If $\epsilon=0.005$, the proceeding result tells us that the function $5x-2$ will lie in the range $7.995<5x-2<8.005$ whenever the domain of $x$ is $1.999<x<2.001$.

Example. In order to see why the above definition does not work for non-existing limits, let us recall the second example from my previous posting: $f(x)=\left\{\begin{array}{ccc}x-1 & {\rm if} & x<2\$x-2)^2+3 & {\rm if} & x\geq 2.\end{array}\right.$ Let us show that the left-hand limit \(1$ of $f(x)$ at $x=2$ cannot be a limit of $f(x)$ when $x$ approaches $2$. Let $\epsilon=1$. Then no matter how small $\delta>0$ one chooses there is a number $2<x_0<2+\delta$ and $f(x_0)>3$. That is, $f(x_0)$ does not satisfy the inequality $0<f(x)<2$. Hence, $2$ cannot be a limit. Similarly, one can show that the right-hand limit $3$ of $f(x)$ at $x=1$ cannot be a limit either.

In order to see how the Cauchy’s definition of a limit can be used to prove some fundamental properties of limits, we prove the first property of the above theorem: If $\lim_{x\to a}f(x)=A\ {\rm and}\ \lim_{x\to a}g(x)=B$ then $\lim_{x\to a}\{f(x)+g(x)\}=A+B.$

Proof. Let $\epsilon>0$ be given. Since $\displaystyle\lim_{x\to a}f(x)=A$ and $\displaystyle\lim_{x\to a}g(x)=B$, there exist $\delta_1>0$ and $\delta_2>0$ such that $|f(x)-A|<\frac{\epsilon}{2},$ whenever $0<|x-a|<\delta_1$ and such that $|g(x)-B|<\frac{\epsilon}{2},$ whenever $0<|x-a|<\delta_2$. Choose $\delta=\min(\delta_1,\delta_2)$, i.e. we choose $\delta$ to be the smaller of $\delta_1$ and $\delta_2$. Now if $x$ satisfies the inequality $0<|x-a|<\delta$ then $|f(x)+g(x)-(A+B)|=|f(x)-A+g(x)-B|\leq |f(x)-A|+|g(x)-B|<\frac{\epsilon}{2}+\frac{\epsilon}{2}=\epsilon.$ This completes the proof.

The rest of the properties in the above theorem can be proved in a similar manner. I stumbled upon the Cauchy’s definition of a limit back when I was a high school senior. Once I understood what it means I was so amazed by its beauty. After I proved all the properties listed in the above theorem, I nearly experienced Nirvana and Enlightenment or more precisely speaking I tasted very slightly what they would be like. It was a long time ago, but I still remember the joy and the excitement from that little experience. It was an awakening moment for me that opened my eyes to the beauty of the Nature and the Universe. I can’t say I am spiritual but that experience surely led me to mathematics. Won’t you try to discover and experience some of it too?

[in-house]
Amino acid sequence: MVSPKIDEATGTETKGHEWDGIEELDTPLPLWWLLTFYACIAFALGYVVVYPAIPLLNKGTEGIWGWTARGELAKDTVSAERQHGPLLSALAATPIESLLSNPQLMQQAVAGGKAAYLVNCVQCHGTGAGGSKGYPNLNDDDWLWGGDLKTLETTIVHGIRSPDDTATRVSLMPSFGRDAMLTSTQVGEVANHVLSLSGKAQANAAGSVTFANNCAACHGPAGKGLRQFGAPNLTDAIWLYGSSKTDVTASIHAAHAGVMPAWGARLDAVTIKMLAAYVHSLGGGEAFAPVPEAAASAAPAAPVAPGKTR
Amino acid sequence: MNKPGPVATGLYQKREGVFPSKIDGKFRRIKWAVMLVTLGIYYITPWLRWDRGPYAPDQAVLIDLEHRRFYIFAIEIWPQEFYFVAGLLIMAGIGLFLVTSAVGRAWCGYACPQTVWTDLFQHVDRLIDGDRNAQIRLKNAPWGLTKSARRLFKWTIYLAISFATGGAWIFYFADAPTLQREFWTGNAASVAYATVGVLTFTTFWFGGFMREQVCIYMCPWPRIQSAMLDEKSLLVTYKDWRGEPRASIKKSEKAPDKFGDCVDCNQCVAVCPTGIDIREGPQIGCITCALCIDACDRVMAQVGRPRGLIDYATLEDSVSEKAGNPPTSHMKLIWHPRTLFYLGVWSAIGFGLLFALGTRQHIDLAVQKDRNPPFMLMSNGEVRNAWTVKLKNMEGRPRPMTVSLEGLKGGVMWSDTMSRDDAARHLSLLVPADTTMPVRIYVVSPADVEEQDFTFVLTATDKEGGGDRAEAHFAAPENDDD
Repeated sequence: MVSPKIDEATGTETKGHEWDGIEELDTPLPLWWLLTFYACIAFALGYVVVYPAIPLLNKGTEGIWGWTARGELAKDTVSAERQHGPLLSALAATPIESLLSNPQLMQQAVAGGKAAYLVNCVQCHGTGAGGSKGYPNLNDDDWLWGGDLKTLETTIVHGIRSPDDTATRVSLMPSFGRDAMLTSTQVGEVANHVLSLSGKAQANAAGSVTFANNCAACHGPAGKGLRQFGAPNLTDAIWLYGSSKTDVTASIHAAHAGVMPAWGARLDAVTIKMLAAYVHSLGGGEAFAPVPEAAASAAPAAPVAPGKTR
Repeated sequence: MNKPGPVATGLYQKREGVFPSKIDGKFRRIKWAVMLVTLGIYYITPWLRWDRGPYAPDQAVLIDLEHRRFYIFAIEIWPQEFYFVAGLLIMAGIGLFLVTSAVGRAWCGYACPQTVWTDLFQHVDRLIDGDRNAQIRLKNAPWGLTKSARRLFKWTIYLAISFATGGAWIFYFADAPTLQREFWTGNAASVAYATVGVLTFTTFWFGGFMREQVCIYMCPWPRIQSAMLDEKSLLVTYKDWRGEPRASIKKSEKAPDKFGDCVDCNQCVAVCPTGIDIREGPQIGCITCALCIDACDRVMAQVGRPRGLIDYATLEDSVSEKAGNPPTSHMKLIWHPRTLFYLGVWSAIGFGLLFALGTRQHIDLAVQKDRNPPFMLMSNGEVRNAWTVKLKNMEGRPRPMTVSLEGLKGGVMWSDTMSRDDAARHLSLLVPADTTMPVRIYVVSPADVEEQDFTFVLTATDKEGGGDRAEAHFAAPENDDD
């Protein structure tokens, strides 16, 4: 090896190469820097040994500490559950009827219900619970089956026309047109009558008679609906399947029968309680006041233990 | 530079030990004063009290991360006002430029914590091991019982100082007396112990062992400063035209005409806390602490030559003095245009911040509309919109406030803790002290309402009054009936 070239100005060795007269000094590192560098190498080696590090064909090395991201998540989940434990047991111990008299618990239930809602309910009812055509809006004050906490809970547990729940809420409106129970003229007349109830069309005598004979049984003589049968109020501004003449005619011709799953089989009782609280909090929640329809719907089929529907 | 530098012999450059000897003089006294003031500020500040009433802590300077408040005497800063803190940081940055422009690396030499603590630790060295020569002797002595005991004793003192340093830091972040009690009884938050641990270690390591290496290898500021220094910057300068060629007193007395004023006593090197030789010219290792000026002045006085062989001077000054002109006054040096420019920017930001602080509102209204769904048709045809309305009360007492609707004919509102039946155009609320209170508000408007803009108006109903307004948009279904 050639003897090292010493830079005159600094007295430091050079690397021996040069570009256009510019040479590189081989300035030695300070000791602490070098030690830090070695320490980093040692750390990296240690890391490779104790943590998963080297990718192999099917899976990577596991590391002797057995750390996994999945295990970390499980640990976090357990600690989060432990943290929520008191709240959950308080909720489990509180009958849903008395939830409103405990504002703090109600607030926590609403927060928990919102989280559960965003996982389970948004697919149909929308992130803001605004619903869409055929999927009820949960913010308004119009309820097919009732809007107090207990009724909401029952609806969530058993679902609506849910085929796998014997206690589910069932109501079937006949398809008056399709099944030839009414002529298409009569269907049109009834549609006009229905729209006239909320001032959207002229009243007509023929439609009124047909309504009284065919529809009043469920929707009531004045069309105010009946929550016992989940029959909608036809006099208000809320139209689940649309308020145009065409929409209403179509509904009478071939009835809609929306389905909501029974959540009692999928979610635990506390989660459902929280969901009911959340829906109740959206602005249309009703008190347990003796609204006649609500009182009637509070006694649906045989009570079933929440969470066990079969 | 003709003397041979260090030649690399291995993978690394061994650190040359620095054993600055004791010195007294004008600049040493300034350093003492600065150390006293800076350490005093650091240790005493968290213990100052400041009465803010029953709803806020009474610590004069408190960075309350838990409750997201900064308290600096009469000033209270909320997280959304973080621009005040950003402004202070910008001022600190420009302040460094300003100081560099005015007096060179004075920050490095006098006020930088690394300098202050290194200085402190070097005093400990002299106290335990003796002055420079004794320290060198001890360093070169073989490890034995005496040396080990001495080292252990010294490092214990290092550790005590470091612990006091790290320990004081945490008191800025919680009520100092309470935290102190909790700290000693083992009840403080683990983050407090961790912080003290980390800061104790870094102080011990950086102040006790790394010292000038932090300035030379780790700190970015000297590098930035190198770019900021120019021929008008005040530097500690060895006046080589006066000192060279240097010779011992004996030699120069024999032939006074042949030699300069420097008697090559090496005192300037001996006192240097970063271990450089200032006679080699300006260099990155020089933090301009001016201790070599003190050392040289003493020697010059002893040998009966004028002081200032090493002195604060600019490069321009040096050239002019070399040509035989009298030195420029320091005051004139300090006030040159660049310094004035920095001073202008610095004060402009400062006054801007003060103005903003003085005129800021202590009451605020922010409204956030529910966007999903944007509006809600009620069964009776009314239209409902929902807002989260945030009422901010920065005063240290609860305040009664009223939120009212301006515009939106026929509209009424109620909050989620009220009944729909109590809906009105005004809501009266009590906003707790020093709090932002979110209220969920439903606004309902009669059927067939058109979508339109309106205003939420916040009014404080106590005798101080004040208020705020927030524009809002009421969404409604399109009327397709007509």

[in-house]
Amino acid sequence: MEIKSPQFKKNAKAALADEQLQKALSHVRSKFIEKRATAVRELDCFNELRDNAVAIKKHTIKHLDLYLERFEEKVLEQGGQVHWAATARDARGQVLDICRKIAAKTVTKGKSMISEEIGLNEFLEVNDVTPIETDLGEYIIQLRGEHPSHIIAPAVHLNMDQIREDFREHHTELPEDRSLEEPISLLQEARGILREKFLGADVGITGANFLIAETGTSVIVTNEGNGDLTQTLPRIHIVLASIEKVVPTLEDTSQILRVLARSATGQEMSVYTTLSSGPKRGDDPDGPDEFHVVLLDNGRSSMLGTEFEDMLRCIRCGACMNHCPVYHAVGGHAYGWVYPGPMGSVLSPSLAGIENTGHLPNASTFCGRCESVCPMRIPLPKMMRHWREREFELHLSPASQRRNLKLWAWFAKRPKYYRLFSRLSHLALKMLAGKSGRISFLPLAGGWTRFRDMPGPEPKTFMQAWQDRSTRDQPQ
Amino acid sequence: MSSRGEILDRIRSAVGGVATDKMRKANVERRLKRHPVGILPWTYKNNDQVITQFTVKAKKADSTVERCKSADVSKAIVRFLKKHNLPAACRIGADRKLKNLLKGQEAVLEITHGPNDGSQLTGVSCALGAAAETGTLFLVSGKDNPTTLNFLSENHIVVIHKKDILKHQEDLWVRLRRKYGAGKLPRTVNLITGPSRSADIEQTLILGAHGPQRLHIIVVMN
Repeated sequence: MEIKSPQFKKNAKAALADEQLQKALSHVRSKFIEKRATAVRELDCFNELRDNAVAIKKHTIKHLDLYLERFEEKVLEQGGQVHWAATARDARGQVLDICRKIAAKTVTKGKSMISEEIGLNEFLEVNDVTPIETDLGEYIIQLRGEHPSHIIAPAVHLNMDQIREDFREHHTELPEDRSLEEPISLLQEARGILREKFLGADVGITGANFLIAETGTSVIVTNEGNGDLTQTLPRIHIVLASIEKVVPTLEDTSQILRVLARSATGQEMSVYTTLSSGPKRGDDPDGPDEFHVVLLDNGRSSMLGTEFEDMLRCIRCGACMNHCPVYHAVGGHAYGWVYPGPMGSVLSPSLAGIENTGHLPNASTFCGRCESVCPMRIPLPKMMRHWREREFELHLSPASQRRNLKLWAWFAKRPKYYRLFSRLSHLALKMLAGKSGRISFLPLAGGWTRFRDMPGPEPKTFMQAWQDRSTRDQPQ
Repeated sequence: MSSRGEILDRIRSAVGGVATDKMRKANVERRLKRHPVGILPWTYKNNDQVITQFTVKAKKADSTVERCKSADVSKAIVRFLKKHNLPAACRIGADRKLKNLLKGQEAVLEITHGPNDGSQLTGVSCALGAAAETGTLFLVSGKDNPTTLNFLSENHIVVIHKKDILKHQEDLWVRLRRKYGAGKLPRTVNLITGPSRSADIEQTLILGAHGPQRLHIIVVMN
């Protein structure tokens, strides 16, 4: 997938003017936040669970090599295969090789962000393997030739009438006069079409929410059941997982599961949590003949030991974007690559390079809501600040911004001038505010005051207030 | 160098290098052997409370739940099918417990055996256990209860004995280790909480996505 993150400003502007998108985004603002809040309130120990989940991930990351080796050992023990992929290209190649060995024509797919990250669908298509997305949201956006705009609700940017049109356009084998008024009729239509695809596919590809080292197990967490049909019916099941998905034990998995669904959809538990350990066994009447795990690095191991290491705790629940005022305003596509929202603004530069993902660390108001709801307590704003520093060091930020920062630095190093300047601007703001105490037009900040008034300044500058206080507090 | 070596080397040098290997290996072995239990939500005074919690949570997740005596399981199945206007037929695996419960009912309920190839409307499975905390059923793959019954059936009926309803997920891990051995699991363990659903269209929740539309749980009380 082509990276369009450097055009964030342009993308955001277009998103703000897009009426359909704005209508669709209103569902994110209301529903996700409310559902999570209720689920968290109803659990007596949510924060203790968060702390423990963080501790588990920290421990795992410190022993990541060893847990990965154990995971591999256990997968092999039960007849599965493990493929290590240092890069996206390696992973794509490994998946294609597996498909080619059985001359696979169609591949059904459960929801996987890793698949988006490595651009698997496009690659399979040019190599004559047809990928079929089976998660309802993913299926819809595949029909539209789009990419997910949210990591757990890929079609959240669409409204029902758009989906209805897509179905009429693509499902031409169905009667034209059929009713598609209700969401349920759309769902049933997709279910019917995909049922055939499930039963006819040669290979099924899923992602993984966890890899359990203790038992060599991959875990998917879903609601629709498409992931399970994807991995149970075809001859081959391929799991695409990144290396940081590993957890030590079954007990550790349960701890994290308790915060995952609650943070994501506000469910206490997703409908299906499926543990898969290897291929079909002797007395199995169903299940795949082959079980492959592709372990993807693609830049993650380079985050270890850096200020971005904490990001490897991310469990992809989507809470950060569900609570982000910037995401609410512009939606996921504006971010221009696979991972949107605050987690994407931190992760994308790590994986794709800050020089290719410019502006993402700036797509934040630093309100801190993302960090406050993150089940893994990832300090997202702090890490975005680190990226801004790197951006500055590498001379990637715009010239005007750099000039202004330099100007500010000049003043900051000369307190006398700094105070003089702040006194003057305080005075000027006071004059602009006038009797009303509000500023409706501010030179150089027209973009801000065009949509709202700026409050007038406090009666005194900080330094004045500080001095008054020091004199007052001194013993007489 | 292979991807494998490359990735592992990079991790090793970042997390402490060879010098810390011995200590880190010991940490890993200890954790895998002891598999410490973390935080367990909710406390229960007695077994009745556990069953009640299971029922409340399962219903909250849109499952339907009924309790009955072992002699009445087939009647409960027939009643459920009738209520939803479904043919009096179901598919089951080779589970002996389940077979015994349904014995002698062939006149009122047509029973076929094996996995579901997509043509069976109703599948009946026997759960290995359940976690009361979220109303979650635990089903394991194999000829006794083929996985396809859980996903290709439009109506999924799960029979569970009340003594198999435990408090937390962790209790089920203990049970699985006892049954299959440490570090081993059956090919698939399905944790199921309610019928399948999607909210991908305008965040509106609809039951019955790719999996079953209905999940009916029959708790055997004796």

# Examples of Non-Existing Limits

Limit of a function does not necessarily exists. Possible cases of non-existing limits would be when

1. at least one of the one-sided limits does not exist;
2. both one-sided limits exist but they are not the same.

Here are a couple of examples of non-existing limits.

Example. Let $f(x)$ be the function defined by $f(x)=\sin\frac{1}{x}$ for $x\ne 0$. The graph of this function is given by

.

As $x$ approaches to $0$, $\sin\frac{1}{x}$ keeps oscillating near the $y$-axis but it does not approach to anywhere. This is the case when neither $\lim_{x\to 0-}\sin\frac{1}{x}$ nor $\lim_{x\to 0+}\sin\frac{1}{x}$ exists. The following picture shows you a closer look at the graph near the $y$-axis.

The function $f(x)=\sin\frac{1}{x}$ is called topologist’s sine curve.